Decoding skin sensitivity in Asia: 44% of female facial skincare users in China switch their skincare products due to sensitive skin
Living with skin sensitivities is an everyday reality among most Asian consumers and brands have an opportunity to help ease the burden.
In fact, research from the world’s leading market intelligence agency Mintel reveals that 44% of female facial skincare users in China say that having sensitive skin causes them to change or upgrade the skincare products that they use. Meanwhile, a third (34%) of Chinese consumers who use sheet masks will pay more for a sheet mask that’s suitable for sensitive skin.
Over in Southeast Asia, as many as 42% of urban Indonesians purchase products for acne and pimples (respectively), while two in five (39%) urban Thais purchase products to treat acne.
And it’s not just female beauty consumers who are seeking solutions for their skin sensitivities. According to Mintel research, seven in 10 (69%) urban Thai male consumers and 63% of urban Indonesian males are spending more on specific treatment products (eg pigment cream, acne patch).
Mintel will discuss these topics and more at this year’s in-cosmetics Korea (26‒28 June 2019), decoding skin sensitivity and its impact on the beauty and personal care landscape.
Sharon Kwek, Senior Innovation & Insights Analyst, Mintel Beauty & Personal Care, said:
“It is imperative that beauty and personal care players in Asia understand the nature of Asian skin and that it is more prone to sensitivity due to a thinner stratum corneum. In this light, Asian consumers are on the lookout for effective solutions that help relieve or resolve issues caused by skin sensitivity, resulting in a shift in consumer behaviour and consumption habits. The time is now for companies, brands, manufacturers and retailers to be a pillar of support and build trust with consumers living with skin sensitivities.”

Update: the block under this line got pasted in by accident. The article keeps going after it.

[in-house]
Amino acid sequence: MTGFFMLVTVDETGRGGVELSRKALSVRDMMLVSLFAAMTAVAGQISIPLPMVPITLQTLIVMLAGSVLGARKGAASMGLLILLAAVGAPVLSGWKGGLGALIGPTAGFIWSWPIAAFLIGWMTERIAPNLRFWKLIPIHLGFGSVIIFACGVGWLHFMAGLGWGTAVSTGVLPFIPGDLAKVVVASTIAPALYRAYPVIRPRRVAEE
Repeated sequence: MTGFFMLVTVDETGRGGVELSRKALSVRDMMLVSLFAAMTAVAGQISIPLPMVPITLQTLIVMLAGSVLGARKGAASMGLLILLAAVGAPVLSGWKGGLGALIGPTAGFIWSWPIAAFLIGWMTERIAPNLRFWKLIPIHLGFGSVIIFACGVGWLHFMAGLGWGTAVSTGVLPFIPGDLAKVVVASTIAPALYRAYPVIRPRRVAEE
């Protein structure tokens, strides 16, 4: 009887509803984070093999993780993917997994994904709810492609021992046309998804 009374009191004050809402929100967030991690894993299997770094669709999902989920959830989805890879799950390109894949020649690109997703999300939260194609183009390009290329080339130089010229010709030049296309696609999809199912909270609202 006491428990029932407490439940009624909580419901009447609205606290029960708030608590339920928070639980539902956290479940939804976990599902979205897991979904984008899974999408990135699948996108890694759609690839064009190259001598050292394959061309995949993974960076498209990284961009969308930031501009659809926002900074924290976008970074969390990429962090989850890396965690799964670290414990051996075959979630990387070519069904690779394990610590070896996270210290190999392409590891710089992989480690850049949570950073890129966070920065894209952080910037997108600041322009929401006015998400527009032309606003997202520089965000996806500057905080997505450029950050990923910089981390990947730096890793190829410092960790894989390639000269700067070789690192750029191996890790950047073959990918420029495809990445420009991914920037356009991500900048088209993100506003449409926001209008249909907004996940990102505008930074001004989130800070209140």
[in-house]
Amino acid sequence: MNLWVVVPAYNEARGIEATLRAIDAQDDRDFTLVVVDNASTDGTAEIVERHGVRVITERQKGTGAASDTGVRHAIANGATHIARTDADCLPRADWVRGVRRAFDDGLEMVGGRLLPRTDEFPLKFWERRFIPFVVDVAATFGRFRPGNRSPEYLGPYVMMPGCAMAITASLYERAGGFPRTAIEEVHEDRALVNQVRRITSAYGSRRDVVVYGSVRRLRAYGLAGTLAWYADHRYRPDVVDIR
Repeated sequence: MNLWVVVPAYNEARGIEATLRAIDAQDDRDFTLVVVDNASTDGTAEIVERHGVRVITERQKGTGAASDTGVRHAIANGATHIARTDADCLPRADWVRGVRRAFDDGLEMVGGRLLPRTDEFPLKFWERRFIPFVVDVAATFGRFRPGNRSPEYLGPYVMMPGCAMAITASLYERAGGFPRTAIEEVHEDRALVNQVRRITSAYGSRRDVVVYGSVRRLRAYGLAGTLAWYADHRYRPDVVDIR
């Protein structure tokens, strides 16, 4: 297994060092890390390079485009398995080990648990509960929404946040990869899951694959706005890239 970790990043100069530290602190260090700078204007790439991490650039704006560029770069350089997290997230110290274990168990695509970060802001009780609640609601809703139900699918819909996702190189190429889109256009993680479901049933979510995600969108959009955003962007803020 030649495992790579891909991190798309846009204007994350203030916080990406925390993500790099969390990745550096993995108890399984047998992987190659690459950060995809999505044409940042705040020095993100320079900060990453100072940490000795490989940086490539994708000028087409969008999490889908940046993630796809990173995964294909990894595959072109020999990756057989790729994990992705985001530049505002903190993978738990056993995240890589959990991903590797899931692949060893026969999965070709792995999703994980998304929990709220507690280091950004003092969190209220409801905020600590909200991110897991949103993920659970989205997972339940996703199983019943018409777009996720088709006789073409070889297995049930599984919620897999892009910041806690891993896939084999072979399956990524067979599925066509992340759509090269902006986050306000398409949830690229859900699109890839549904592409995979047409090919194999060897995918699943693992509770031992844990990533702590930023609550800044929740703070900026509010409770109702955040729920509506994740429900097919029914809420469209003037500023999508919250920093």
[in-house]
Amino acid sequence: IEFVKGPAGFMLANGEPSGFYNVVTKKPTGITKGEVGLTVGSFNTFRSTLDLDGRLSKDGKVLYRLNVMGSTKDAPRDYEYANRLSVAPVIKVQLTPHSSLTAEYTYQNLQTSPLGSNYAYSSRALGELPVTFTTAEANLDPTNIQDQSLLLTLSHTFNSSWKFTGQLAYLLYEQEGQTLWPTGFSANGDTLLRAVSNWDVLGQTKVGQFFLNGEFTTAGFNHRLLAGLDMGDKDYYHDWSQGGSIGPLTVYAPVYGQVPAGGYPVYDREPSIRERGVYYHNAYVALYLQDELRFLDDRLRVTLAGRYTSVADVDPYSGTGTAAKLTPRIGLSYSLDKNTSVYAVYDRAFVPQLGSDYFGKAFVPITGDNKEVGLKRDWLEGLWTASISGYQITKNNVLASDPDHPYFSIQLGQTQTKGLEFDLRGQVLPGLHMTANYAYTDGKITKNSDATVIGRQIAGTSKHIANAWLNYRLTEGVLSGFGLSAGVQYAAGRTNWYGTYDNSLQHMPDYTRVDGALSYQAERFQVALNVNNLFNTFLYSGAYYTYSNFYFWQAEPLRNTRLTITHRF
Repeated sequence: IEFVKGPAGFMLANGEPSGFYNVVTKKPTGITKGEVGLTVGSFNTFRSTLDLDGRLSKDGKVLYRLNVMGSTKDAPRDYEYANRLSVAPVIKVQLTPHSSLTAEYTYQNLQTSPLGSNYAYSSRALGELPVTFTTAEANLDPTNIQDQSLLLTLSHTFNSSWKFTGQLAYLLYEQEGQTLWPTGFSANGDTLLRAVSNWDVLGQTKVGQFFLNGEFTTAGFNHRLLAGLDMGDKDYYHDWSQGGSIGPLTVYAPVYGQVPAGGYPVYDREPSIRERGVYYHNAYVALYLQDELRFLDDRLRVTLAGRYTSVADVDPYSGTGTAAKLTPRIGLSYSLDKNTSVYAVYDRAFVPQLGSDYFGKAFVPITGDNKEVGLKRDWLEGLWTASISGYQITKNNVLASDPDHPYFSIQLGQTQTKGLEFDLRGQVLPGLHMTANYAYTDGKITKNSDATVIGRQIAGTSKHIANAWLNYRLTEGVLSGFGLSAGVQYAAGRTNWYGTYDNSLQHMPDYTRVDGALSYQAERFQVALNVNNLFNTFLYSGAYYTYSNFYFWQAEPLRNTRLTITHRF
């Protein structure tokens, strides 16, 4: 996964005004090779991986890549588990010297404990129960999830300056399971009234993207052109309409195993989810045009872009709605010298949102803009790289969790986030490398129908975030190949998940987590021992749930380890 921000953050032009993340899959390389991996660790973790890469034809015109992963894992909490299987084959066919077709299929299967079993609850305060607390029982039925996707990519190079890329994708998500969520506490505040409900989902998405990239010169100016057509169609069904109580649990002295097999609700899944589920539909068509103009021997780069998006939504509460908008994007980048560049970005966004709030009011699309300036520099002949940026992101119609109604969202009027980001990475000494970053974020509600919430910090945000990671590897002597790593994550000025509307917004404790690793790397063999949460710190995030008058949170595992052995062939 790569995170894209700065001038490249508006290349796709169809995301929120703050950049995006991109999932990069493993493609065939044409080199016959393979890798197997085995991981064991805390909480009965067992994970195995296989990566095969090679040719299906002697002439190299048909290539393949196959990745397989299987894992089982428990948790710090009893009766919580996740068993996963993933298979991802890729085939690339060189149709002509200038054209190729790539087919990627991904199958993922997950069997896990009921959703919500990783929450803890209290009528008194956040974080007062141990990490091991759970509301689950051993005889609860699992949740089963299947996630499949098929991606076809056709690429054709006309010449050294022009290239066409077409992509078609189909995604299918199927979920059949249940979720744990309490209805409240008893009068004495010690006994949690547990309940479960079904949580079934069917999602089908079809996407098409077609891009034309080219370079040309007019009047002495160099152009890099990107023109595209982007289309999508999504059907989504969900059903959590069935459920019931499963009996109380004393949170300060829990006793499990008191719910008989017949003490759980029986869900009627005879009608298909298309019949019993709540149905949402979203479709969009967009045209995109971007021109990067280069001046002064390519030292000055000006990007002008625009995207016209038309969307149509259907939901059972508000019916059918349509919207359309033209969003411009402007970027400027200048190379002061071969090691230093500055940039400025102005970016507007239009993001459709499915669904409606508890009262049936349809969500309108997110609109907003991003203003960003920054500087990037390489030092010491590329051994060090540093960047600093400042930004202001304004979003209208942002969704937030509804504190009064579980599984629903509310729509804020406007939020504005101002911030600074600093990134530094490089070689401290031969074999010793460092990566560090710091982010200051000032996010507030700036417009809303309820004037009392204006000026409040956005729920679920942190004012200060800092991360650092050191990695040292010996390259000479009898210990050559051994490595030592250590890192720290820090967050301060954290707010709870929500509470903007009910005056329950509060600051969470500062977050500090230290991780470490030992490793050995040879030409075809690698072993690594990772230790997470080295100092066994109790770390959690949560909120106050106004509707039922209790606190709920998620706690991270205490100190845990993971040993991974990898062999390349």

With more and more consumers demanding beauty solutions that help with sensitive skin, Mintel research indicates that they need guidance when choosing the appropriate skincare options. As many as three in four (73%) Chinese beauty and personal care shoppers say that they prefer a beauty advisor who can provide appropriate suggestions on skin issues.
“While Asians may be aware of their skin sensitivities and have a fair amount of understanding of the type of products they need in their regime, it is important that companies, brands, manufacturers and retailers support consumers in choosing the skincare that will work best for them—and this encompasses all consumer touchpoints, be it through an official brand website, advertising, in-store shopping experience or social channels. Essentially, consumers are in need of expert advice, something that is highlighted in Mintel Trend ‘Return to the Experts’ which uncovers how expert human advice is back in fashion.” Sharon continued.
Finally, beauty brands catering to skin sensitivities and the medical industry will have an opportunity to share objectives. Almost half of Indonesian (49%) and Thai (47%) male facial skincare users say that it is important for their facial skincare products to be dermatologist-tested or endorsed by a medical expert.
“To boost their credentials, and hence confidence, among consumers, brands can look at partnering with hospitals or doctors who are either working on or are experts in skin sensitivity.” Sharon concluded.
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